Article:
"I Want to be Where the Normal People Are" by Rachel Bloom

Rachel Bloom loves a deadline. She gave birth to her first child, a daughter, earlier this year, just about as the pandemic began (and jokes that she can date how long the pandemic has been going on with her daughter’s age), and, just to keep things interesting for herself, waited to turn in her finished manuscript for her book the day before she was induced.

“I really do love a writing deadline,” Bloom says.

The 33-year-old is on the phone from her home in L.A., apologetic for the background noises of her baby and the handymen working in her house. Bloom is the Golden Globe and Emmy winning co-creator and star of “Crazy Ex-Girlfriend,” the beloved CW show that aired from 2015 to 2019 and shot Bloom to attention. Now she’s releasing a book, called “I Want to Be Where the Normal People Are,” a series of personal essays on the subjects of insecurity, social media, fame, coming-of-age and more – all in Bloom’s signature comedic style.

“There was an idea to make just a book about puberty, but then it was unclear how much…I don’t know. I didn’t want to just make a book for young girls. That’s a very narrow audience where it’s a book just about puberty,” Bloom says. As she navigated through various other prompts, she kept coming back to ideas around how she relates to the world. “What are the stories I want to tell that I’ve never put into anything, that feel right for a book? It coalesced into, ‘Oh, this is a meditation on normalcy’ – and so it kind of happened that way,” she says.

The book begins with a journal entry she wrote at age 12, titled “Normal,” in which she had explored the question “what is normal?” in a seemingly perfect opening to a book she didn’t yet know she would write.

“I have all of my old notebooks from ages five to present day in my house right now, and so I just went downstairs and started looking through stuff and I found so much more gold that’s not even in the book obviously,” Bloom says. “I’d been tinkering with an introduction, but was like, ‘This book is about how I’ve never felt normal’ and it was all ‘I didn’t want to write a book, but now I’m writing a book.’ It was very like, I don’t know. It was just really twee, I guess, and then I realized you know what? All I need for the intro to the book is the ‘Normal’ poem. That’s all.”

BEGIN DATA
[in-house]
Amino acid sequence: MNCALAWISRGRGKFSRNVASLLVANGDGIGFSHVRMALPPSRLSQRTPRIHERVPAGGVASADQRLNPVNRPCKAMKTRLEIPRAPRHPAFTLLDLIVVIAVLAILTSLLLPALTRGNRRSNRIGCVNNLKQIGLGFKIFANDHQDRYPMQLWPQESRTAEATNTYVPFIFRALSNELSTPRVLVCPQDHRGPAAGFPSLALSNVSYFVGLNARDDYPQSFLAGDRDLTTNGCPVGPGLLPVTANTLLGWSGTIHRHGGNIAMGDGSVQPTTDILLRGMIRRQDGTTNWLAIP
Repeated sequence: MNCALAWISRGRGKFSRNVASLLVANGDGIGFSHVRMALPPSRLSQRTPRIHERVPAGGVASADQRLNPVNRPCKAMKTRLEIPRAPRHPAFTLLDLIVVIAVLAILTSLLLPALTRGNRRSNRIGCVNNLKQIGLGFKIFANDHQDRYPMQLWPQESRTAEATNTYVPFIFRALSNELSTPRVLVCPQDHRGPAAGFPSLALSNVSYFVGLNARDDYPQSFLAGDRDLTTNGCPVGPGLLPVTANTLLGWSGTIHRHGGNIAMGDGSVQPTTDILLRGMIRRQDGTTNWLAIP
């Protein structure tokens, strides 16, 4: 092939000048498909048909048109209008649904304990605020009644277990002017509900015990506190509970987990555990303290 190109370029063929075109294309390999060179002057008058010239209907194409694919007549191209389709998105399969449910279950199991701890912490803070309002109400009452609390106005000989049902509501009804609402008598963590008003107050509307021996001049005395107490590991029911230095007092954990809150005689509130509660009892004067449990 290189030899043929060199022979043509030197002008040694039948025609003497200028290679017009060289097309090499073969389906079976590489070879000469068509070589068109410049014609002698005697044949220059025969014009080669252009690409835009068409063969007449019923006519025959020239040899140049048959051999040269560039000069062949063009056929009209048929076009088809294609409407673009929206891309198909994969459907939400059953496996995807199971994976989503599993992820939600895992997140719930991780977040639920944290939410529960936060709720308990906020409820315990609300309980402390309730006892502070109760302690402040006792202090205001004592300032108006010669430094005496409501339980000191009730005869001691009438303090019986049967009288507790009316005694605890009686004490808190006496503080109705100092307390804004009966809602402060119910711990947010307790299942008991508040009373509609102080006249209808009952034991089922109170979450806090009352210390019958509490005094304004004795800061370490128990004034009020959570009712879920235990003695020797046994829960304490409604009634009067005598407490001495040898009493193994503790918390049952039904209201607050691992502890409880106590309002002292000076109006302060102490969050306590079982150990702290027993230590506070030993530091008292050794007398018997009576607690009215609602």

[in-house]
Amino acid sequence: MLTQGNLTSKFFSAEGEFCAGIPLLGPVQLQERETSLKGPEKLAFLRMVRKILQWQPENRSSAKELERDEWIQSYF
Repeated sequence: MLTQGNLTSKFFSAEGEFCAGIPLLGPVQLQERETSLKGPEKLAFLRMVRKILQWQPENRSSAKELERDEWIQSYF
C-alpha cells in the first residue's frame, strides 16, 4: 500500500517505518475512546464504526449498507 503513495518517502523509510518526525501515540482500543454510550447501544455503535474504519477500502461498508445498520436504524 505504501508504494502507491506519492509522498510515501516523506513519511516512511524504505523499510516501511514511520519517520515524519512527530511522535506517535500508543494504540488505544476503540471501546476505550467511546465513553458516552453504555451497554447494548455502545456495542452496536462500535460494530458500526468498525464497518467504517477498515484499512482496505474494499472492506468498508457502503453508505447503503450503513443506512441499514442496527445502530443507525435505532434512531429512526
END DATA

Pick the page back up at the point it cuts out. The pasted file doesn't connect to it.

Rachel BloomTony Awards, After Party, The Plaza Hotel, New York, USA - 10 Jun 2018

Rachel Bloom at the 2018 Tony Awards  Nina Westervelt/Variety/REX/Shutterstock

Her interest in normalcy began, for good parts, when a fifth grade teacher told her she wasn’t normal. “That got me off on a whole tangent for a lot of my life, most definitely,” Bloom says.

Her essays explore being bullied as a kid, how her life changed through “Crazy Ex,” and the very basic concept of wanting to be liked – titled “The Quest to Make Everyone Like Me: A Fantasy (Or: Eat, Pray, Cry)”.

“I knew that was going to be in the book in some form because it just felt really real and it felt vulnerable and a really cool hybrid of fiction and nonfiction, of real emotions that I’ve had, but a completely fictitious story that comes from them,” Bloom says.

Her life looks largely different from when she was a preteen wondering if people ever truly felt “normal,” but in many ways she says having a hit TV show doesn’t change things on a macro level.

“It’s not night and day, because I don’t feel like a different person, but what I understand is the context and in a way, the look, involved in going from having a TV show to not having a TV show. At one point I said ‘the difference between being considered normal and not normal is this hairline difference.’ I still feel, in very many ways, the same person I’ve always been, yet going from being made fun of in school to suddenly being on a red carpet, what’s that difference, and in some ways, it’s all about outside things,” Bloom says. “It’s what clothes you’re wearing, which you can remedy that with a stylist, and it’s also about perception, and I mean, I’ve been really helped by the fact that being nerdy when I was a kid was uncool and now, it’s cool to say you’re a nerd or a geek. I think, there’s been a wild shift in culture towards embracing the ‘abnormal.’”

“I Want to be Where the Normal People Are” by Rachel Bloom 

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